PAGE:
Tag Archives: residential

Nights away

I’ve updated my list of nights away with Girlguiding  (because I’ve recently filled in a form that asked for them). It now covers 11 years, goodness gracious.

2006 – Briefing weekend for region international trip (2); region trip to the Netherlands (14).  Total 16

2007 – Weekend Guide camp (The Sound of Music theme) (2); Guide camp (Grease theme) (6); Brownie pack holiday (Robin Hood theme) (2).  Total 10

2008 – Region trip to Switzerland (14); Guide camp in Italy (7).  Total 21

2009 – SSAGO rally (can’t remember the theme!) (2); Guide camp (Big Brother theme) (2); Guide camp (circus theme) (6); SSAGO group Christmas trip (1).  Total 11

2010 – Guide camp (Malvern Challenge) (2); SSAGO rally (medieval theme) (2); county centenary camp (6); another county centenary camp (6); INTOPS (2).  Total 18

2011 – County training weekend (2); Guides night hike (1); 3 GOLD briefings (6); GOLD project in Russia (21); Guide camp (Alice in Wonderland theme) (2). Total 32

2012 – District Brownie holiday (Ancient Egyptian theme) (2); County Brownie holiday (Queen’s diamond jubilee theme) (2); Guide camp (Queen’s diamond jubilee theme) (6).  Total 10

2013 – Guides night hike (1); Guide camp in Spain (7); region camp (7).  Total 15

2014 – Brownie pack holiday (circus theme) (2); Guides night hike/sleepover (1); Brownie & Rainbow holiday (Down on the Farm theme) (2); Guide camp (Wild West theme) (5); Leaders’ sleepover (1); Queen’s Guide Award exploration in York (4).  Total 15

2015 – Guides night hike (1); Guides county camp (5); Brownie holiday (Around the World theme) (2); Leaders’ sleepover (1). Total 9

2016 – Brownie/Guide holiday (Gingerbread theme) (3); Guide night hike (1); Guide camp (adventure holiday in France (5); Rainbow sleepover (teddy bear theme) (1); Rainbow sleepover (Peter Rabbit theme) (1); Leaders’ sleepover (1). Total 12

Grand total: 169

 

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A camp meeting and a night hike

Let’s flash back to last summer, when my Division combined a parents’ meeting for camp with a night hike.

We met in the village hall we normally use for our night hikes (because it works very well). First we had a meeting for the Guides and Senior Section coming on camp a few weeks later and their parents. It was a camp for a whole county, with a subcamp for each Division. The subcamp leader (and others where relevant) went through the usual sort of things: arrangements for sleeping, food, first aid, activities, kit required, etc etc. Afterwards, parents had the chance to speak to individual leaders, and the girls told a leader who they did/did not want to share a tent with. She wrote this down discreetly, of course! But it’s better to know this outright, rather than accidentally put together girls who really don’t want to share a confined space for a week.

After that, everyone left except leaders and girls who were going on the night hike, and other girls arrived who were hiking but not coming on camp. We originally meant it to be a chance for the girls on our subcamp to get to know each other, but only about 1/3 of them came, mostly from 2 or 3 units, so we opened it up to everyone.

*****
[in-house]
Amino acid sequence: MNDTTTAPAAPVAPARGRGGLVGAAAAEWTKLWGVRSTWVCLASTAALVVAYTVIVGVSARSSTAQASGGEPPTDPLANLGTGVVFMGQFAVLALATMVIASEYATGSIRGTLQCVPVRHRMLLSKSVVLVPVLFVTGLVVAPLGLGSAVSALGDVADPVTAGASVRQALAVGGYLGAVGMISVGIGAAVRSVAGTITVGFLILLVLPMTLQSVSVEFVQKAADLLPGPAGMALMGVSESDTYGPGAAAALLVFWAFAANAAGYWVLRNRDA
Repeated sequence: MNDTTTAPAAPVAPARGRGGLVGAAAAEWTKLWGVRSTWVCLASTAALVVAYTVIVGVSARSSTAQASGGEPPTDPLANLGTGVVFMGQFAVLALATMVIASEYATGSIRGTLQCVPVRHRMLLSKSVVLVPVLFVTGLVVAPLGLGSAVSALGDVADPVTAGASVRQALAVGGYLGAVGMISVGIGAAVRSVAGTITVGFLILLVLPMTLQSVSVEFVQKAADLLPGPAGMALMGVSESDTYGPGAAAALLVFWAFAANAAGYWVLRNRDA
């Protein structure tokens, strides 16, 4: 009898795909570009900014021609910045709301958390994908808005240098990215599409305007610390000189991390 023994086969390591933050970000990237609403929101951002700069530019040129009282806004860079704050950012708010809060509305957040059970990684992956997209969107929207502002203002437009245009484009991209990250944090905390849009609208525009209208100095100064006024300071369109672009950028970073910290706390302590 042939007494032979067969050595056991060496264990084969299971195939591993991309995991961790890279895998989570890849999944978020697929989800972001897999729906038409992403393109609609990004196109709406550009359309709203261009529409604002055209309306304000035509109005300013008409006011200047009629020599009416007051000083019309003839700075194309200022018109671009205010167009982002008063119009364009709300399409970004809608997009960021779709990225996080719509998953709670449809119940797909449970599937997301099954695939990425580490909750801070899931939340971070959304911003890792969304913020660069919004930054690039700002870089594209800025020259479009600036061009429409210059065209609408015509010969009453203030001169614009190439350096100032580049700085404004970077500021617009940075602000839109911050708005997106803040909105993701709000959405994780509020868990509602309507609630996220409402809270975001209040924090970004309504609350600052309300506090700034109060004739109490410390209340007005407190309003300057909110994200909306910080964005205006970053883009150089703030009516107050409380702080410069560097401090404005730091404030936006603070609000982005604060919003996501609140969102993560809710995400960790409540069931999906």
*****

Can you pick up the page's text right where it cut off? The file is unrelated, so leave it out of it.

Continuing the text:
Have I ever mentioned that I love a night hike?

Oh yes, last year. Well, I do. I love walking in the dark (as long as I know where I’m going), letting my mind and my senses open up, and showing the girls that they needn’t be afraid of being out in the dark.

It followed the same format as always. We set off from the village hall around 9:30pm, walked through the village, up a hill, along a ridge, admired the view, did a Promise ceremony, walked down a hill, through the village, and got back to the hall around midnight. The only thing different this year was the weather. It was moist and foggy so there wasn’t actually much view to admire, but we were lucky it wasn’t raining, as it had been for most of the day.

Back at the hall we enjoyed some lovely hot chocolate made by a leader who’d stayed there. The girls put their beds down, got into pyjamas, and settled down for chatter, games and nibbles. The leaders put out chairs and also settled down for chatter and nibbles. After an hour or two some of the girls (and adults) dropped off to sleep naturally, and we started shushing and settling the rest. I slept from about 2:00-6:30, which is better than some years!

In the morning we had cereal and toast for breakfast and the girls were collected at 8am. Another good night hike in the tried and tested way!

Found over Christmas

While I was at my parents’ house over Christmas, I sorted and cleared out some of the piles of paperwork I’ve been keeping there.  Among them were some things left over from guiding activities.  I really don’t need them, but they brought back good memories and it would be a shame to forget them, so I took photos before throwing them to the recycling.  I found…

Promise decoration 1

Promise decoration 2

A hanging Promise decoration from a training weekend at Foxlease.

Llygoden deddf Brownis

Brownie law mouse

Brownie law mouse templatesA Brownie law mouse and its templates (tie a knot in the tail every time you do a good turn), which I did with my Welsh Brownies.  Amser da.

Hairdryer

A picture of a hairdryer from those same Brownies: part of a game about what we do and don’t pack for travelling abroad.

Russia map

A map of Russia with the approximate locations I visited on GOLD in 2011.

Thoth neck ring

A neck-ring I made at an Ancient Egpyt-themed Brownie holiday.  That was the one and only time I’ve been a QM, and I enjoyed it very much.  I wouldn’t mind doing it again for an indoor weekend, though I wouldn’t be too keen to cater at camp, at this stage.

Reindeer

Finally, here are the cardboard reindeer from my Guides’ Christmas party.  They had races flapping them across the floor with newspaper.